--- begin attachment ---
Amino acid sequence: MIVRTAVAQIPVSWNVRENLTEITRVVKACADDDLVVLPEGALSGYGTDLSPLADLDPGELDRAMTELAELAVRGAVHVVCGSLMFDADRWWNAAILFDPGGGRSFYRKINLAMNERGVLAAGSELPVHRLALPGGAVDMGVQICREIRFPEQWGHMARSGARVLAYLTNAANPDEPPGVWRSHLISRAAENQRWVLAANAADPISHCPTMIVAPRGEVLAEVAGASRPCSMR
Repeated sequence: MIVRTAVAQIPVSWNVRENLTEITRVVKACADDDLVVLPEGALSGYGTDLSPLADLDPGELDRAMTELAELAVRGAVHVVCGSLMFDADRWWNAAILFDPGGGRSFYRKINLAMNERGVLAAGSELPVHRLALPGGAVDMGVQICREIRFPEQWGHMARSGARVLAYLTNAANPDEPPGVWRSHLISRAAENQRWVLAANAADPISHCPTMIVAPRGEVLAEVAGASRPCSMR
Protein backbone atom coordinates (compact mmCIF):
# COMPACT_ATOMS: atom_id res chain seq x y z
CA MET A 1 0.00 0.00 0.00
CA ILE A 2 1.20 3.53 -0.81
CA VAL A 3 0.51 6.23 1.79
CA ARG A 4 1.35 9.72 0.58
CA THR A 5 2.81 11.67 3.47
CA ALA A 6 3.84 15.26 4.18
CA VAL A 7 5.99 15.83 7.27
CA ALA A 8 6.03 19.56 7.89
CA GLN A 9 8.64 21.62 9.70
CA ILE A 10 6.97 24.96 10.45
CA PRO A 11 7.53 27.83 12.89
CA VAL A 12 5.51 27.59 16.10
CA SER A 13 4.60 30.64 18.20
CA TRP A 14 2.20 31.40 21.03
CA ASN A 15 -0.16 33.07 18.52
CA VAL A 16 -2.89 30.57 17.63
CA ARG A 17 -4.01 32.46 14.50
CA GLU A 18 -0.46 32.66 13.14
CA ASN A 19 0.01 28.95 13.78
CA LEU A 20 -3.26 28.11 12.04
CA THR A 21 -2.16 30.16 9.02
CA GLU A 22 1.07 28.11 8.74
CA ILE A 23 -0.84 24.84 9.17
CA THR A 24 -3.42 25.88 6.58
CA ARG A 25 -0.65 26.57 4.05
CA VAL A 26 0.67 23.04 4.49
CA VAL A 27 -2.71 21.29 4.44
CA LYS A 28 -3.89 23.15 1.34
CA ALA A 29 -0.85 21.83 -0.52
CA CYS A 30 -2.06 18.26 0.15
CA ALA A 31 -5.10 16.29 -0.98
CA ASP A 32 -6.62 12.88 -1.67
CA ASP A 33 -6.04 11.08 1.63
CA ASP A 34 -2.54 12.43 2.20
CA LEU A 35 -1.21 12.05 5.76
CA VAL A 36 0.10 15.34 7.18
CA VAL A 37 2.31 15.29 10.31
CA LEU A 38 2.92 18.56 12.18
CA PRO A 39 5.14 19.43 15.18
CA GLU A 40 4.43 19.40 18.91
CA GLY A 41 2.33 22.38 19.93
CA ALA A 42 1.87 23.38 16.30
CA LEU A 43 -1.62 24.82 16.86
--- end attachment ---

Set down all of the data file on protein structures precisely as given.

Amino acid sequence: MIVRTAVAQIPVSWNVRENLTEITRVVKACADDDLVVLPEGALSGYGTDLSPLADLDPGELDRAMTELAELAVRGAVHVVCGSLMFDADRWWNAAILFDPGGGRSFYRKINLAMNERGVLAAGSELPVHRLALPGGAVDMGVQICREIRFPEQWGHMARSGARVLAYLTNAANPDEPPGVWRSHLISRAAENQRWVLAANAADPISHCPTMIVAPRGEVLAEVAGASRPCSMR
Repeated sequence: MIVRTAVAQIPVSWNVRENLTEITRVVKACADDDLVVLPEGALSGYGTDLSPLADLDPGELDRAMTELAELAVRGAVHVVCGSLMFDADRWWNAAILFDPGGGRSFYRKINLAMNERGVLAAGSELPVHRLALPGGAVDMGVQICREIRFPEQWGHMARSGARVLAYLTNAANPDEPPGVWRSHLISRAAENQRWVLAANAADPISHCPTMIVAPRGEVLAEVAGASRPCSMR
Protein backbone atom coordinates (compact mmCIF):
# COMPACT_ATOMS: atom_id res chain seq x y z
CA MET A 1 0.00 0.00 0.00
CA ILE A 2 1.20 3.53 -0.81
CA VAL A 3 0.51 6.23 1.79
CA ARG A 4 1.35 9.72 0.58
CA THR A 5 2.81 11.67 3.47
CA ALA A 6 3.84 15.26 4.18
CA VAL A 7 5.99 15.83 7.27
CA ALA A 8 6.03 19.56 7.89
CA GLN A 9 8.64 21.62 9.70
CA ILE A 10 6.97 24.96 10.45
CA PRO A 11 7.53 27.83 12.89
CA VAL A 12 5.51 27.59 16.10
CA SER A 13 4.60 30.64 18.20
CA TRP A 14 2.20 31.40 21.03
CA ASN A 15 -0.16 33.07 18.52
CA VAL A 16 -2.89 30.57 17.63
CA ARG A 17 -4.01 32.46 14.50
CA GLU A 18 -0.46 32.66 13.14
CA ASN A 19 0.01 28.95 13.78
CA LEU A 20 -3.26 28.11 12.04
CA THR A 21 -2.16 30.16 9.02
CA GLU A 22 1.07 28.11 8.74
CA ILE A 23 -0.84 24.84 9.17
CA THR A 24 -3.42 25.88 6.58
CA ARG A 25 -0.65 26.57 4.05
CA VAL A 26 0.67 23.04 4.49
CA VAL A 27 -2.71 21.29 4.44
CA LYS A 28 -3.89 23.15 1.34
CA ALA A 29 -0.85 21.83 -0.52
CA CYS A 30 -2.06 18.26 0.15
CA ALA A 31 -5.10 16.29 -0.98
CA ASP A 32 -6.62 12.88 -1.67
CA ASP A 33 -6.04 11.08 1.63
CA ASP A 34 -2.54 12.43 2.20
CA LEU A 35 -1.21 12.05 5.76
CA VAL A 36 0.10 15.34 7.18
CA VAL A 37 2.31 15.29 10.31
CA LEU A 38 2.92 18.56 12.18
CA PRO A 39 5.14 19.43 15.18
CA GLU A 40 4.43 19.40 18.91
CA GLY A 41 2.33 22.38 19.93
CA ALA A 42 1.87 23.38 16.30
CA LEU A 43 -1.62 24.82 16.86